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OT Data

Operational Technology (OT) Data

By Marc Petock Vice President, Chief Marketing & Communications Officer Lynxspring

Data has been a cornerstone of business since the early days of computing in the 1960s. Changes brought different tools to collect, store, process, and manage data. OT (Operational Technology) is one of them in the built environment.

Rapidly accelerating advances in automating OT data and its recognized value are changing what it means to be “data-driven” in the built environment.

OT data holds immense value in optimizing operations, combating rising energy costs, and contributing to a sustainable environment. Data plays an increasingly critical role as we ask our buildings to do more.

Today’s buildings and facilities, along with the systems, devices, sensors, and equipment that run them, generate a huge amount of data that can be used to derive useful information that drives business outcomes and operational value. Most buildings we see were built at a time when technology was simple and unsophisticated—minimal connectivity, limited integration, and “data… what data?”

Fast-forward to now, and many connectivity options, such as building networks, smart devices, and digital transformation, deliver data to a new class of gathering and analytic platforms. This is enabling us to leverage information like we have not been able to before and operate and manage our facilities at new levels.

Beware of Data Fog

“Data fog” is a term used to describe a situation where an overwhelming amount of data is available. Still, it’s not organized or interpreted in a way that makes it beneficial or actionable. It’s akin to the idea of being lost in a fog, where visibility is severely limited and challenging to navigate. In the context of data, this means that despite having access to vast amounts of information, decision-makers struggle to make sense of it or derive meaningful insights due to a lack of clarity, structure, or understanding of how to analyze and utilize the data effectively. It emphasizes the challenge of managing and extracting value from data amid its sheer volume and complexity.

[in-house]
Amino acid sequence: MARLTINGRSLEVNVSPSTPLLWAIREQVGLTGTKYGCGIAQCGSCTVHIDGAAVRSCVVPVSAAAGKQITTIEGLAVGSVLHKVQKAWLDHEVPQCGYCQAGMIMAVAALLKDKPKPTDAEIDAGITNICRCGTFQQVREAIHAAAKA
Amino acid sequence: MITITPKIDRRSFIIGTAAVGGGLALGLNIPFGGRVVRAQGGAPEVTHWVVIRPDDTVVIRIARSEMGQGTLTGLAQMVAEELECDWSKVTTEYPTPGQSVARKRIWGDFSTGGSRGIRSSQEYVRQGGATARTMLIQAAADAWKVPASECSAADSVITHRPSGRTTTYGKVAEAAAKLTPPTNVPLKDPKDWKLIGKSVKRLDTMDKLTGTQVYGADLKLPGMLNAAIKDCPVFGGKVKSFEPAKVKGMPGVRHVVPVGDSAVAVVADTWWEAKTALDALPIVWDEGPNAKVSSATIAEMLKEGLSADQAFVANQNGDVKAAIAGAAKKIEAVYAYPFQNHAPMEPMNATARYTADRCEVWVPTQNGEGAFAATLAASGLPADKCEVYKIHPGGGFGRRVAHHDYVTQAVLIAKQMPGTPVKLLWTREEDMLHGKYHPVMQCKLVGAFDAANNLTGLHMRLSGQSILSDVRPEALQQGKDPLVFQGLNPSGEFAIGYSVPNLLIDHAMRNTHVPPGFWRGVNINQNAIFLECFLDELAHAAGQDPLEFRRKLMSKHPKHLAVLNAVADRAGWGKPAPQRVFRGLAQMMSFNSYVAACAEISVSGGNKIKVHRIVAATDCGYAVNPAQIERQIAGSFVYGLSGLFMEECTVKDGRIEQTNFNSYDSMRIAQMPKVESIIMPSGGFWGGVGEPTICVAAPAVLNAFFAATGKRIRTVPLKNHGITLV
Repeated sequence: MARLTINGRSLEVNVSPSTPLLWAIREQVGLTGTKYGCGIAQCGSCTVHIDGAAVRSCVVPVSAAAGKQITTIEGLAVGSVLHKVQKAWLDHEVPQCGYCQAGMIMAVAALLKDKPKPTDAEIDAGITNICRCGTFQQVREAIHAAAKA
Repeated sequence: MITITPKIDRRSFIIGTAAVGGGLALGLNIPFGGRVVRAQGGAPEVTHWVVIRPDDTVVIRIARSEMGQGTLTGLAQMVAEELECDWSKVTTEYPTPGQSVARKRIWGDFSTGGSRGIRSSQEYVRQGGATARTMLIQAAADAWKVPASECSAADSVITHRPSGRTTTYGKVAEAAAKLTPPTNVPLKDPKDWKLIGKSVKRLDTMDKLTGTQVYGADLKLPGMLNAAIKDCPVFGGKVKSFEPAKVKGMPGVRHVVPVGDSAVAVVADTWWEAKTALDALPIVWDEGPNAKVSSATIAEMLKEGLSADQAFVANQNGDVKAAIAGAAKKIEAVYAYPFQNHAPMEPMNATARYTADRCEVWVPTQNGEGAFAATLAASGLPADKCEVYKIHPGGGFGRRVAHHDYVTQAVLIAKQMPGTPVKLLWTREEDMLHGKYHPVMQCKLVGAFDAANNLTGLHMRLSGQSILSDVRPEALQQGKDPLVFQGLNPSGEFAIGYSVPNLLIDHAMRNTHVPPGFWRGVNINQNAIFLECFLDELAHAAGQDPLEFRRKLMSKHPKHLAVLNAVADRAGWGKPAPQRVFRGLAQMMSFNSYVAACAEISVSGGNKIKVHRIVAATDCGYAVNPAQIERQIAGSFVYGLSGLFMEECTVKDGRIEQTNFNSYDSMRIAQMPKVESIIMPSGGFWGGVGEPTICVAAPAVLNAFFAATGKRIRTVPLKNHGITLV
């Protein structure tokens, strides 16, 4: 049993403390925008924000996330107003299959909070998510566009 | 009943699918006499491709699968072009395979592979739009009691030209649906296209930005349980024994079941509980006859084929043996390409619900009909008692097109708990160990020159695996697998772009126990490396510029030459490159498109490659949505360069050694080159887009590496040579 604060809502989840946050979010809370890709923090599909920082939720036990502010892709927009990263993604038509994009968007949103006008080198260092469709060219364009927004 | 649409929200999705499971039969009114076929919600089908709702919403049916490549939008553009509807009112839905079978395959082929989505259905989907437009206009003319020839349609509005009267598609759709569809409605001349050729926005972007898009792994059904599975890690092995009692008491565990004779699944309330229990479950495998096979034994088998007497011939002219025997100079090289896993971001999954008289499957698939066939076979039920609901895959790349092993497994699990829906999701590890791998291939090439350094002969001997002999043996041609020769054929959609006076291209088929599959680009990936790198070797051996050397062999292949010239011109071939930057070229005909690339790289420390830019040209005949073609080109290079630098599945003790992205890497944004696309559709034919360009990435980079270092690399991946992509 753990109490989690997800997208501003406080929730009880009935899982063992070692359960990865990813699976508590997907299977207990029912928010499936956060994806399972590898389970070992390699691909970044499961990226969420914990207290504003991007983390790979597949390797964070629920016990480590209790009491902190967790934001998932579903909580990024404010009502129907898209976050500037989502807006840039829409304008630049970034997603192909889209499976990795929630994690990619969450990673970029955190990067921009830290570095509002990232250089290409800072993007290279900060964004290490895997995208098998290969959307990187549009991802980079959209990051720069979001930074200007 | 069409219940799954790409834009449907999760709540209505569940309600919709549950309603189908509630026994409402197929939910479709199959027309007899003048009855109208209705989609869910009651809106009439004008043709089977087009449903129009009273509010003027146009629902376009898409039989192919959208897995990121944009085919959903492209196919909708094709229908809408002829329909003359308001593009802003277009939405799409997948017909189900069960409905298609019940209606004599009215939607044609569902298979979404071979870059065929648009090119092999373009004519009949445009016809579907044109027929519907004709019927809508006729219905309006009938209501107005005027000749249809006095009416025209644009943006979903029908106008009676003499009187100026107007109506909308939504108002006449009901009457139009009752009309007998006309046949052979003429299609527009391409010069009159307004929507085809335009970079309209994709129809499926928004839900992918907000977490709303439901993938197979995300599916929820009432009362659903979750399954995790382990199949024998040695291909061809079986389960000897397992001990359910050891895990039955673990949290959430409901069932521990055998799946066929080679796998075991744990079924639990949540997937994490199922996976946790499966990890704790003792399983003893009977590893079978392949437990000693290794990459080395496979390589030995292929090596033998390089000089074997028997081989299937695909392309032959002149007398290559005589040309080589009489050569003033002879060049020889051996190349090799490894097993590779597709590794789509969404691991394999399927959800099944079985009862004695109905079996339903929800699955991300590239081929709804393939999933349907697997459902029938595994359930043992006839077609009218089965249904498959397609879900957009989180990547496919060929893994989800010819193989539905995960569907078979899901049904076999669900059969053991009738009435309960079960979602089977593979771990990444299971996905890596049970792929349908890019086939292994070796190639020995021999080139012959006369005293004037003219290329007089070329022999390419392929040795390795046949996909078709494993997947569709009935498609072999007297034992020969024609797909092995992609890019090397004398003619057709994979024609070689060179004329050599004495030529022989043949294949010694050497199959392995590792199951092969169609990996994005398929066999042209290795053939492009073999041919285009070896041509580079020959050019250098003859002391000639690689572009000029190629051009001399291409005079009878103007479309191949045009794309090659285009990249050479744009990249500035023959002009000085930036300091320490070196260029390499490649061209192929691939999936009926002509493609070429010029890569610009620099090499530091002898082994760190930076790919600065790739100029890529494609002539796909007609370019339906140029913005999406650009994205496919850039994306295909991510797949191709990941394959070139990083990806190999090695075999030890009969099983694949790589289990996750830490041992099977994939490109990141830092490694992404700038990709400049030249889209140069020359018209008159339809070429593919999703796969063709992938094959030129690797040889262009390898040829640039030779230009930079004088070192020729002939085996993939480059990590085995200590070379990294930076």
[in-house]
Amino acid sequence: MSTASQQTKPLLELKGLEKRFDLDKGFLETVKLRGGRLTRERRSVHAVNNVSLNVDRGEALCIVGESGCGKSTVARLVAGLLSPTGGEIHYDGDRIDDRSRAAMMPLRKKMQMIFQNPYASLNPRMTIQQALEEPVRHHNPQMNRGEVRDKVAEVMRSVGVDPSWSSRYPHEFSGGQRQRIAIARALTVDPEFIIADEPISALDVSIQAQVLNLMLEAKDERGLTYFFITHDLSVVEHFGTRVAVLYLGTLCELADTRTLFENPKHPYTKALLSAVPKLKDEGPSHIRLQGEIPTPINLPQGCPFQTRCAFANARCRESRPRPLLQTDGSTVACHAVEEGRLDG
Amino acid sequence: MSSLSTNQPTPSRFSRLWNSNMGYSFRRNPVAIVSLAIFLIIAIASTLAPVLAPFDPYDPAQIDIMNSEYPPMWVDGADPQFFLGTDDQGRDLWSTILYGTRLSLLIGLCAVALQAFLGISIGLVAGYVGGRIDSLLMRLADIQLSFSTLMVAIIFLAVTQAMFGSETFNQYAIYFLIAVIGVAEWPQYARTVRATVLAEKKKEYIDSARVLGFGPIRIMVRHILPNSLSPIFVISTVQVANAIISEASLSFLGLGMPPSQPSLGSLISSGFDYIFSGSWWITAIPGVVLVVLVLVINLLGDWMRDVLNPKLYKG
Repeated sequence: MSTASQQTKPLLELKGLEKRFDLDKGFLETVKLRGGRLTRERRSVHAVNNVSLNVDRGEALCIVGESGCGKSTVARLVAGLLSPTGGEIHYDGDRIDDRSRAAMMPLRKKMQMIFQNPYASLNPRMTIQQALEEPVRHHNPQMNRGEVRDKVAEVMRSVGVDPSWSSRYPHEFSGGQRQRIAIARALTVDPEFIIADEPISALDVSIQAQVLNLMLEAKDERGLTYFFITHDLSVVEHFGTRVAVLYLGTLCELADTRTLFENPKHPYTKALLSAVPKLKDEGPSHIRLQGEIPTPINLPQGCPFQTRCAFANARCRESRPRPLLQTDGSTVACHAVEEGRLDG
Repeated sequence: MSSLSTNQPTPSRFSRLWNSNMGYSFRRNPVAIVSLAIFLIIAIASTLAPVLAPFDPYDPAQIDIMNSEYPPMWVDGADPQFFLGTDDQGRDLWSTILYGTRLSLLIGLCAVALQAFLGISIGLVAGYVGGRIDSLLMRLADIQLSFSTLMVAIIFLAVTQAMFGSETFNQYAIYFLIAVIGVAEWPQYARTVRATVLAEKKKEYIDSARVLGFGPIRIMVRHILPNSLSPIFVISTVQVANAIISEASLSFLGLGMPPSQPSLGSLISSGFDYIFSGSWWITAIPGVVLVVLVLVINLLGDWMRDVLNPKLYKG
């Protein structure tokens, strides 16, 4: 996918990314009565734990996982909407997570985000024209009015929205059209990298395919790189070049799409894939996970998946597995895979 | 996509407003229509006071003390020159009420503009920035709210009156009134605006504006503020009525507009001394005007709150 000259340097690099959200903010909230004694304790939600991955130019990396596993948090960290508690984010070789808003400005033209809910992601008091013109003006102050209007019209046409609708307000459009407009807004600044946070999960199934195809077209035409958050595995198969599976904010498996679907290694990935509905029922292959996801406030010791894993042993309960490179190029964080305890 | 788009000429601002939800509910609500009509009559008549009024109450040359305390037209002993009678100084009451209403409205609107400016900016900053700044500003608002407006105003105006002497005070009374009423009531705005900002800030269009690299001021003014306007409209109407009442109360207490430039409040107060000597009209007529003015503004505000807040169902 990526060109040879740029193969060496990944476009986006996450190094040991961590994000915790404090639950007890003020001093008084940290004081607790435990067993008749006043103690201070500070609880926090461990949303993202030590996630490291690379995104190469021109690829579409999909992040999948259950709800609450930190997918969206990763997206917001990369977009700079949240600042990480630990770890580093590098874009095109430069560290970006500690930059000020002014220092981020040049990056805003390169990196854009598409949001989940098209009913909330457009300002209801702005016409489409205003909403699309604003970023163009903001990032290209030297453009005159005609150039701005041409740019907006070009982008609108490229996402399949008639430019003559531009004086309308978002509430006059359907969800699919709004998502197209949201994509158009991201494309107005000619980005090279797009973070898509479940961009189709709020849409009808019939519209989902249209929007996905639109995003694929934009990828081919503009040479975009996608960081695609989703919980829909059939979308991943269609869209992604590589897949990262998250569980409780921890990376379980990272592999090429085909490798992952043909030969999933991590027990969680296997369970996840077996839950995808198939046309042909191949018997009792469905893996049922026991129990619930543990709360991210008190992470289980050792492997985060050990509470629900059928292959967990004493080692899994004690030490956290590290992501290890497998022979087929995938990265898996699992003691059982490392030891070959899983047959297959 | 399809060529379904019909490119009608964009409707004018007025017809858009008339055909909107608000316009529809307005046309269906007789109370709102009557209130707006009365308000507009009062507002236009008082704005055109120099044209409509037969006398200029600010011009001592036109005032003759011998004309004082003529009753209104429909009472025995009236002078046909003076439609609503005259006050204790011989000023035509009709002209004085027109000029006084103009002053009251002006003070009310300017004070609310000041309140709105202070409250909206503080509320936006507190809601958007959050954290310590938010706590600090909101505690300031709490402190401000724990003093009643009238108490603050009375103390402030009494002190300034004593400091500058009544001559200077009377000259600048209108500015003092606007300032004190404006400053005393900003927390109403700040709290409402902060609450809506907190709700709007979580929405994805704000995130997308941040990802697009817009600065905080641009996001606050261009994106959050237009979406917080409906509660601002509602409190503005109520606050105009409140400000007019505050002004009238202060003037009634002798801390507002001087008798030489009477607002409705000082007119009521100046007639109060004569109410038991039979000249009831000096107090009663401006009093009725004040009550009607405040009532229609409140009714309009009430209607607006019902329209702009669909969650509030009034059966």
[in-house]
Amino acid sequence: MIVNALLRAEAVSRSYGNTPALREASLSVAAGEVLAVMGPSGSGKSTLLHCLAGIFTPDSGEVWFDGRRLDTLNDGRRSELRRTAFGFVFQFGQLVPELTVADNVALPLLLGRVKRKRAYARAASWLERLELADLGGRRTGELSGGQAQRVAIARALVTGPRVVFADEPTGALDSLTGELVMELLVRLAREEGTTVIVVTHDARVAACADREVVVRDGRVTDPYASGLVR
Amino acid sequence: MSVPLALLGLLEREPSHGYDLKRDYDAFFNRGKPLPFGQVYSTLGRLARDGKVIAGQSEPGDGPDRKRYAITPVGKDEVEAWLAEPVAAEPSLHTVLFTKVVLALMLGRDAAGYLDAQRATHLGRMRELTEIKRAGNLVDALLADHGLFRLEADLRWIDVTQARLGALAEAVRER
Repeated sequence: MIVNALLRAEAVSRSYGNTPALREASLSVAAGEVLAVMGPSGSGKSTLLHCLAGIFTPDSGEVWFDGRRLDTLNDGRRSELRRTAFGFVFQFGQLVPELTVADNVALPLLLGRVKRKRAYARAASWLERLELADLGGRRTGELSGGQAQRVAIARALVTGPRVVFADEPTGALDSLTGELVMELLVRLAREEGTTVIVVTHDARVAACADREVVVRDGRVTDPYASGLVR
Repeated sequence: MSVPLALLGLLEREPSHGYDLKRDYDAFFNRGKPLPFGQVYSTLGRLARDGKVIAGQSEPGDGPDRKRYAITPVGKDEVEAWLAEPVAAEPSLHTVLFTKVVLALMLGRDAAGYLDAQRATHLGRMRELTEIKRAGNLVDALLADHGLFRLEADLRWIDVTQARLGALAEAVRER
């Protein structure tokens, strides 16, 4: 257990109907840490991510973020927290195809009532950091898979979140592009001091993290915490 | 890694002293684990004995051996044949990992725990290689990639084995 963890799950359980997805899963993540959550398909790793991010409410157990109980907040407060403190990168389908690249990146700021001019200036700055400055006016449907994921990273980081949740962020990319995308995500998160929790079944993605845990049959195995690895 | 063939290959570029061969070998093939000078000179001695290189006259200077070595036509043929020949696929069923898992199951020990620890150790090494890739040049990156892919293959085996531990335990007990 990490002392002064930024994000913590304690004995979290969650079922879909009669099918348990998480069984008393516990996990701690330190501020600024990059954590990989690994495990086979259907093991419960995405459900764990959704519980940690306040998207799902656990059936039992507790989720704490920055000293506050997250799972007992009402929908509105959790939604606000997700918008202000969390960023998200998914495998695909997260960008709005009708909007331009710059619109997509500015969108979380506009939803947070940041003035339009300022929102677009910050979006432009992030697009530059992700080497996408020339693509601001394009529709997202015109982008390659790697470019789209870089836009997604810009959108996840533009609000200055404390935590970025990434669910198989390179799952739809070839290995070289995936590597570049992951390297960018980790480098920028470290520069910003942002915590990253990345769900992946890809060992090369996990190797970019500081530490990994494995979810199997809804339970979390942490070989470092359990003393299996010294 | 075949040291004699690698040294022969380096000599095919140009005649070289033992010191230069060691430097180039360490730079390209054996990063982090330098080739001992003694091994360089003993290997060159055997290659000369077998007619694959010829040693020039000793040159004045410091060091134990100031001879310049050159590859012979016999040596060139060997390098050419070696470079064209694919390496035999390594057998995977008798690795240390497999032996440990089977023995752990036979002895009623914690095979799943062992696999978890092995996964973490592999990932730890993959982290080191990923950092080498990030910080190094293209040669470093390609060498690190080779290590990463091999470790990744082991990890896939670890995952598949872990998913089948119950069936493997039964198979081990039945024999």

Connecting to a Building’s OT Data

Collecting a building’s data, normalizing it, storing it, ensuring its integrity, analyzing it, and using it to make business decisions are all necessary. It is no longer about more data but instead asking the right questions to get the right data. Understanding the data, solving specific challenges, and addressing specific issues all require identifying the right data. Data must be made available in the right format, democratized, and delivered to the right person at the right place and time, all within a secure environment. This is the basic requirement to create a data value chain.

Normalizing different data types and blending diverse data sets requires planning, strategy, tools, standardization, and technologies. Without OT data management planning that includes a strategy and the right tools, users only scratch the surface of their data’s full value.

Many conversations start by focusing on the technology and what type of technology I use. When that happens, initiatives can falter by not delivering the correct insights needed to drive the intended results and outcomes. A robust, successful OT data and analytics approach encompasses more than a bundle of technologies. Having the right tools is critical. Too often, executives overlook or underestimate the significance of the data type and organizational components required to build a successful data and analytic function. In addition, preset business outcomes are not identified and set.

Identifying and Correctly Tagging Your Data

As one embarks on an OT data plan, looking at all the operational data required to manage a building’s performance and day-to-day operations is essential. Start by identifying what data is available and what data will be required. Categorize the data and information that different people and groups involved with the building’s operations must have to perform their work. Much of the data will be from points on building systems, but other data may come from other systems. For example, asset data, energy bill data, and service/repair data, all of which may come from systems outside of the facility or even outside the organization. Identify where the data exists, how it must be accessed, how it will be exchanged and estimate the volume. In all these cases, deciding on a “standardized dictionary” for your data is highly beneficial. The standardized dictionary would include naming conventions, semantic modelling, and tags.

Standardize how things are identified and what they are called. Multiple naming conventions are the largest and most time-consuming issue in implementing an integrated OT data management platform. You do not want to have ten names for air handlers or pumps!

The value of any smart building is stitched in data. Regarding OT data, we need to move past “data drowning” and automate collecting, sorting, and exchanging critical information that directly correlates to improving our building operations and delivering business outcomes.

In summary, the data produced from building systems, equipment and devices is more valuable than their cost. OT data and accompanying analytics hold immense value in terms of optimizing performance and efficiency, enhancing occupant experiences, and enabling for a healthy, safe, and sustainable built environment. Building and facility data is an irreplaceable asset.